New step made to­ward mak­ing painkillers from yeast

The China Post - - LIFE -

A team of U.S. sci­en­tists said Thurs­day they have taken an im­por­tant step to­ward en­gi­neer­ing painkillers from yeast, a process that has raised both hope and con­cern world­wide.

The re­port in the U.S. jour­nal Science de­scribes how re­searchers at Stan­ford Univer­sity ge­net­i­cally en­gi­neered yeast to con­vert sugar into hy­drocodone — an opi­oid in the same chem­i­cal fam­ily as mor­phine — in just three to five days.

How­ever, it would take a huge amount a yeast to make just one dose of painkiller, the re­searchers added.

Typ­i­cally, it take more than a year to pro­duce a batch of medicine from poppy plants, which are har­vested, pro­cessed and shipped to phar­ma­ceu­ti­cal fac­to­ries so that the ac­tive drug mol­e­cules can be ex­tracted and re­fined.

The en­gi­neered yeast was made with a com­bi­na­tion of “plant, bac­te­rial, and ro­dent genes to turn sugar into the­baine, the key opi­ate pre­cur­sor to mor­phine and other pow­er­ful painkilling drugs,” said the re­port.

“The mol­e­cules we pro­duced and the tech­niques we de­vel­oped show that it is pos­si­ble to make im­por­tant medicines from scratch us­ing only yeast,” said se­nior au­thor Christina Smolke, an as­so­ciate pro­fes­sor of bio­engi­neer­ing at Stan­ford.

“If re­spon­si­bly de­vel­oped, we can make and fairly pro­vide medi- cines to all who need.”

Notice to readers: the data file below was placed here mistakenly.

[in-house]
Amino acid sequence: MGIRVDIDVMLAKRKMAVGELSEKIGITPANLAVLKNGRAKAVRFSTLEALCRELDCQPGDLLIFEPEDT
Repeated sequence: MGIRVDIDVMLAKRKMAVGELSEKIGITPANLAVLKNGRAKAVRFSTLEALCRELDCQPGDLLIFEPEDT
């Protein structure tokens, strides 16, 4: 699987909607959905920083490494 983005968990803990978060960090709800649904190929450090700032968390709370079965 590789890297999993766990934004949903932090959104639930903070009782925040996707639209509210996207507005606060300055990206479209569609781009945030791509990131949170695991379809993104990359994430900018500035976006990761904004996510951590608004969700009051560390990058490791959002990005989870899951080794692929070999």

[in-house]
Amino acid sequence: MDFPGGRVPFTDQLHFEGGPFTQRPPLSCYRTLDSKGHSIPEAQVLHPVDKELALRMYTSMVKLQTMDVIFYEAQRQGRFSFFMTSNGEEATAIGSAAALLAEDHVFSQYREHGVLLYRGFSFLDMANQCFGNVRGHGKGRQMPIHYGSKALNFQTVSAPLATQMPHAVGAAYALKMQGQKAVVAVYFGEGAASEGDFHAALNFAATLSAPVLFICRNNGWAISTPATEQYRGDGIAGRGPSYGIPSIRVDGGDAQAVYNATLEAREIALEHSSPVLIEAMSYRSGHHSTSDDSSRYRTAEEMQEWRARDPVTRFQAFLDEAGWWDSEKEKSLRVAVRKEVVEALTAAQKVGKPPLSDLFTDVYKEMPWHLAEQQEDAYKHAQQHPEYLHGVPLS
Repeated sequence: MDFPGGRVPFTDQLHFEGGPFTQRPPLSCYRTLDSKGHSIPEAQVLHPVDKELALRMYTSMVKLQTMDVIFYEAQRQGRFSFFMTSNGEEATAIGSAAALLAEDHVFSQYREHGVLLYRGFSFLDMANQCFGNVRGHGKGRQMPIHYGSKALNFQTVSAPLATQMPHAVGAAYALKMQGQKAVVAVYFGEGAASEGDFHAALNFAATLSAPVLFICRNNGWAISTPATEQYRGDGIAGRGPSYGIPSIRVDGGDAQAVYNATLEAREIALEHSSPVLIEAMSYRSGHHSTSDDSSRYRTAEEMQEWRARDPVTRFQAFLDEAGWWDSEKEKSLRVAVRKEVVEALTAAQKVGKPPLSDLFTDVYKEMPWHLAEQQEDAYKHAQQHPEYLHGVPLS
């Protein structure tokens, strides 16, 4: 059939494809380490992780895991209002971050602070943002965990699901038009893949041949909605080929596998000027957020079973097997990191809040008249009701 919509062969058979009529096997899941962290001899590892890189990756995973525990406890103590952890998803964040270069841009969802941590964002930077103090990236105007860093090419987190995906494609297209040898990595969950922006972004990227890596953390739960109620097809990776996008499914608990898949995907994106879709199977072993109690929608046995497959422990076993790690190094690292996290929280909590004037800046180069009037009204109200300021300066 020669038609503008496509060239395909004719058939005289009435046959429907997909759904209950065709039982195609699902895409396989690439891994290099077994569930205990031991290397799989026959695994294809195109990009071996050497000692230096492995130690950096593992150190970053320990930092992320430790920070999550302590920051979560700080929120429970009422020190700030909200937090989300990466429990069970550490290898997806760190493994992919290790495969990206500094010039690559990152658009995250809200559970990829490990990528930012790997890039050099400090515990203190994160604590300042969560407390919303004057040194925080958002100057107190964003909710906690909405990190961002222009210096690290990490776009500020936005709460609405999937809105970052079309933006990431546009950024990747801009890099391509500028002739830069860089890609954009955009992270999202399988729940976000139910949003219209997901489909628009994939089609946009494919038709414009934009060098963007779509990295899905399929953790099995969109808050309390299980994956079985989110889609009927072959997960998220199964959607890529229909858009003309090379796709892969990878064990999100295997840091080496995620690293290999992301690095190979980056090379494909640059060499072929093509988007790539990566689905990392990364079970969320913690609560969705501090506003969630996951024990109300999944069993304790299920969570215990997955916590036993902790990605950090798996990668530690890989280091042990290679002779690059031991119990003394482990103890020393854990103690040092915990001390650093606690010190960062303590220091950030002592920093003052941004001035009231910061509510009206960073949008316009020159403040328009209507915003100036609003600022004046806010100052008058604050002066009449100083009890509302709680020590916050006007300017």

Other re­searchers have made a se­ries of ad­vances us­ing yeast over the past year, in what an ac­com­pa­ny­ing re­port in Science mag­a­zine called “a race to in­stall the com­plex opi­oid path­way in yeast.”

The re­port went on to de­scribe the Stan­ford team’s ad­vance as “one of the most elab­o­rate feats of syn­thetic bi­ol­ogy to date.”

Jens Nielsen, a syn­thetic bi­ol­o­gist at Chalmers Univer­sity of Tech­nol­ogy in Gote­borg, Swe­den — who was not in­volved in the re­search — called it as a “ma­jor mile­stone.”

Some ex­perts have raised con­cern about tech­nol­ogy that could fa­cil­i­tate home-brewed heroin and other painkillers.

Pre­scrip­tion opi­oids are ad­dic­tive and al­ready cause thou­sands of over­dose deaths in the United States each year.

Oth­ers say such tech­nol­ogy could make it eas­ier to get painkillers to those in need who do not have ac­cess to them around the globe.

The World Health Or­ga­ni­za­tion es­ti­mates that 5.5 bil­lion peo­ple have lit­tle or no ac­cess to pain med­i­ca­tions.

Still, the prospect of home­brewed heroin is quite a ways off.

Smolke’s team said they went only so far as to demon­strate a proof of prin­ci­ple, and that it would take 4,400 gal­lons of bio­engi­neered yeast to make a sin­gle dose of painkiller, ac­cord­ing to a univer­sity state­ment.

Newspapers in English

Newspapers from Taiwan

© PressReader. All rights reserved.